"Never doubt that a small group of thoughtful, committed people can change the world. Indeed. It is the only thing that ever has."
~ Margaret Mead
We live in a unique time in history. It is one rich with strife and angst, but also opportunity, joy, and creativity. It is what we choose to focus on and nurture that will carry our children through their lives. It is in the act of building and nurturing a community, or "common unity" as it were, that children (and adults) will learn and internalize that people are not isolated from one another, but rather that we are all interconnected. So what can we do about it?
Stop at Every Lemonade Stand. In our home, we have a motto we do our best to live by: Stop at every lemonade stand. We make a concerted effort to support the efforts of the children we see working towards a goal. Sometimes that means we are literally stopping at lemonade stands, sometimes we are purchasing arts and crafts a child might be selling at the market, or sharing our spare change with a child practicing his violin at the farmer's market. Sometimes it just means taking an interest in what our neighbor's children are reading. If we are going to create a culture and community that cares for our children, it has to begin with them. And we have to show them that we support their interests.
Join together. As Gandhi suggested, we must "be the change we wish to see in the world". As parents seeking to offer our kids a model of community building and active engagement with our community, we must then find ways in which to come together. If the first step to create community starts with our own community in our homes, then as a family we can do simple things, such as garden together, dine together, and share what we learn each day. From there, we can take our community out of the home. Greet and talk to your mailman each day. Try sitting on your front porch instead of playing in the backyard and see who you meet and can offer a smile to. The next time you bake cookies, bake a few extra and deliver them with your children. Find other ways to connect with the people you live close to (but may not often spend time with or know well): plan a neighborhood potluck or progressive dinner (where appetizers are served at one house, salad at the next, and so on until you get to dessert). Help to organize a block party or a multi-neighbor yard sale. The possibilities for connecting with your neighbors and other people in your community are endless.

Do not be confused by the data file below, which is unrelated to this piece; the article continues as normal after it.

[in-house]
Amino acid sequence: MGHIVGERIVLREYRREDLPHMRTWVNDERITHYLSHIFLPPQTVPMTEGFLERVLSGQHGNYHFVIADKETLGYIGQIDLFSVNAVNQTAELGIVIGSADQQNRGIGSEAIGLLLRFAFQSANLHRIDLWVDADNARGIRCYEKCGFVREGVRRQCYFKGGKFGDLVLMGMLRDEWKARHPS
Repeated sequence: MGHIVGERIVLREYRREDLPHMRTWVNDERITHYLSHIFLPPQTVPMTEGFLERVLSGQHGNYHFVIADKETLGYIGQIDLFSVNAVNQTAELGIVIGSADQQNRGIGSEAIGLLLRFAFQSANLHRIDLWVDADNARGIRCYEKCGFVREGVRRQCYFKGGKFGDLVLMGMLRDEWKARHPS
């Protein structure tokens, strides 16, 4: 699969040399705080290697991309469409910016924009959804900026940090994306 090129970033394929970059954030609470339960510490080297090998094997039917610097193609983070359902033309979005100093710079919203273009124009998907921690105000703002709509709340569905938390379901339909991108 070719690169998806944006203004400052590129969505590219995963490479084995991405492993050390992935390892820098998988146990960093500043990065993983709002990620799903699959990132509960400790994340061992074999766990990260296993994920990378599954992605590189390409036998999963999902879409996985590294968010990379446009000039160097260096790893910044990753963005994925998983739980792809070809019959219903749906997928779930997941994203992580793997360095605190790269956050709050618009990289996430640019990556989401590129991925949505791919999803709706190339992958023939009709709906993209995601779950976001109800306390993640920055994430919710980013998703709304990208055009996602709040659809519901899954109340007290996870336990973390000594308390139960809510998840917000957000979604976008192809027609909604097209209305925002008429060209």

Get Involved. Many communities are rich with outreach programs that help children feel more connected to the many different people they live amongst.
Some of the things our family has done to help connect with others in our community have included playing games with elders at a senior center and helping out at the community garden that grows and harvests food for the local soup kitchens. If you are unsure what kinds of opportunities exist in your community for such things, ask for resources at your local library or chamber of commerce. The more you can help connect your children to the needs of her local community, the more you will help to nurture a community that cares for your children.
Connect with All the Faces of Your Community. More and more these days, we are hearing about people wanting to connect with "like-minded" people, and attempting to create community that way. But it seems that in many ways, the opposite can happen, and that when we are only connecting with people we consider to be like ourselves, we are causing separation and divide from the others in our community. Herein lies the real challenge: to connect with all the faces of our community, to learn to understand each other and our multi-facetted perspectives, and appreciate each of our unique journeys so that we may travel the road together for the greater good of humanity.
I feel especially fortunate to be living in this time: one that is rich with wonder, learning, and opportunity for connection in a myriad of ways. From our home communities reaching outward, it is with conscious and deliberate effort that I believe we can create a world that is more commonly united. And nothing feels like it could be more important.
Having children is an act of idealism. It’s a statement of faith in the world and in other people. And yet, what a complicated world we bring our kids into. When they are babies, the only things that matter to them are loving arms, nouri... read more
There’s no doubt that volunteering is, in theory, a wonderful activity and learning experience for children. In practice, though, it can be tricky is to find the right volunteering opportunity for younger children. The cause must be somet... read more